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    hmmm...I guess I can try one more time. Since we're clear on the fact that accuracy is a good thing...hmm...I guess a good general word to add to the comprehension of what I said in my first post would be, "relaxed". Your interpretation, while exhibiting a great dynamic range and a good general feel of the music, seems to be a bit on the uptight side, for the style, despite the neo-classical properties of the music. I realized that composed jazz is automatically a bit on the uptight side because it is composed rather than improvised, but I think this can be compensated for to some extent by a more free-spirited interpretation than one would generally apply to music of the eras before jazz.
    Have you ever heard Shostakovich playing his own stuff? Oh wait...I asked you that already. :lol: But I will check him out. ;) And I am starting to consider playing some Kapustin in the future...
     
  16. techneut

    techneut Active Member Piano Society Artist Trusted Member

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    It is a bit of a misunderstanding that Kapustin's music is 'composed jazz'. It is not jazz, it is classical music to all intents and purposes. It is just heavily infused by jazz in all possible styles, and more brilliantly and seamlessly so than with other composers. Kapustin is equally well rooted in classical tradition as in jazz performing.

    Shostakovich is interesting too. He was a very competent pianist but not in the Kapustin class by a long stretch. Among composer-pianists, Kapustin is up there with the very best.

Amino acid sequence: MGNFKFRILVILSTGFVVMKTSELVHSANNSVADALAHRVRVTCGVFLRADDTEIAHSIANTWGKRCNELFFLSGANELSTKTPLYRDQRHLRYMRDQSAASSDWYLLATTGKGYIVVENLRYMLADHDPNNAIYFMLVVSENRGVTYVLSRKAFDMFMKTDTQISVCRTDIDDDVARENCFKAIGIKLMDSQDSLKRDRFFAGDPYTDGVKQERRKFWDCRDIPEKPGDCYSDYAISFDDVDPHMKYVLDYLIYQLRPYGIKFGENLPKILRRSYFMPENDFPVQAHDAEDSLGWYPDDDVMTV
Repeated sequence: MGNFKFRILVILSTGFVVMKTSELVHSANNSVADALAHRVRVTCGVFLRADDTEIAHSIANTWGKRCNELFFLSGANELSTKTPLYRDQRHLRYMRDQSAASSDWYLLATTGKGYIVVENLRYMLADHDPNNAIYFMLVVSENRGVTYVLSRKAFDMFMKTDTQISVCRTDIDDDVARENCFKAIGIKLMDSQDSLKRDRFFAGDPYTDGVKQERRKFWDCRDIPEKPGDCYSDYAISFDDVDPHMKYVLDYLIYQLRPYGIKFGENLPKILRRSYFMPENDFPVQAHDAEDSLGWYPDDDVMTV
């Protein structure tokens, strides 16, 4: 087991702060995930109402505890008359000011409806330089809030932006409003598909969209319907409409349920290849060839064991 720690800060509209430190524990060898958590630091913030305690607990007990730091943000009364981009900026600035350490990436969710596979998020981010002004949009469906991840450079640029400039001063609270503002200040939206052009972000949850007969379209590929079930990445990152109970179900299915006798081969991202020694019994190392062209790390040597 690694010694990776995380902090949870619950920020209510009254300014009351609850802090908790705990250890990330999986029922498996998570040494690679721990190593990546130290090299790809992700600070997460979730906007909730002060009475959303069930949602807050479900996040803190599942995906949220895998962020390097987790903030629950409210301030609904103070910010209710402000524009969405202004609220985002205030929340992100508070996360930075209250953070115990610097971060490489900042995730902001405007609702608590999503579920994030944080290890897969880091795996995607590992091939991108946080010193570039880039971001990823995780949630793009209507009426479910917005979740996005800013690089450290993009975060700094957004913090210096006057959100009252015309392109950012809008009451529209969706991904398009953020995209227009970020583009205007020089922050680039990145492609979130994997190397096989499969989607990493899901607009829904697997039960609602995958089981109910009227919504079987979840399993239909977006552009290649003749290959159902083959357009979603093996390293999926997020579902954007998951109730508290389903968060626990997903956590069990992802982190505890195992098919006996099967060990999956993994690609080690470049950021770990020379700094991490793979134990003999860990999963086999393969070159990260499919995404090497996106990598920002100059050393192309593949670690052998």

17. alf

    alf Active Member Piano Society Artist

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    I think I see your point now. Not sure I share your view (as usual :lol: ). As Chris has already pointed out, the question is about how much stress one puts on the classical side of NK's music, compared to what its harmonic language would suggest.

    Even putting aside the difference between them (as Chris has just remarked), Shostakovich's music leaves many degrees of freedom more than Kapustin's.

    Please do, it's the best thing you can do to acid-test your convictions about how to play his music.
     
  18. Terez

    Terez New Member

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    If it is heavily infused heavily by jazz, then how is it not composed jazz? I'm not understanding the distinction you're making here...or rather, I think I understand the distinction you're making, but I'm not sure how it's relevant to my opinion. :lol:
     
  19. techneut

    techneut Active Member Piano Society Artist Trusted Member

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    Would you call Gershwin's or Ravel's piano concertos composed jazz ? No ? I rest my case. Yes ? I rest my case as well :wink:
     
  20. nathanscoleman

    nathanscoleman New Member Piano Society Artist

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    there's so much drama these days on PS ... can't we just all get along?? :p :lol:

    Anyway, OMG Alfonso, how is it that you and I are always preparing the same pieces!!! I swear I just DL'd this off of the Hawley site like 10days ago and was working it up slowly to post. I wonder if we're twins separated at birth?? Are you also incredibly good-looking and find it difficult to fend off advances from forward females? 8)

    Anyway, back to the land of reality ... nicely played, fun piece. A lot more difficult than it looks, isn't it? It did sound a bit dry to me, but well done, nonetheless.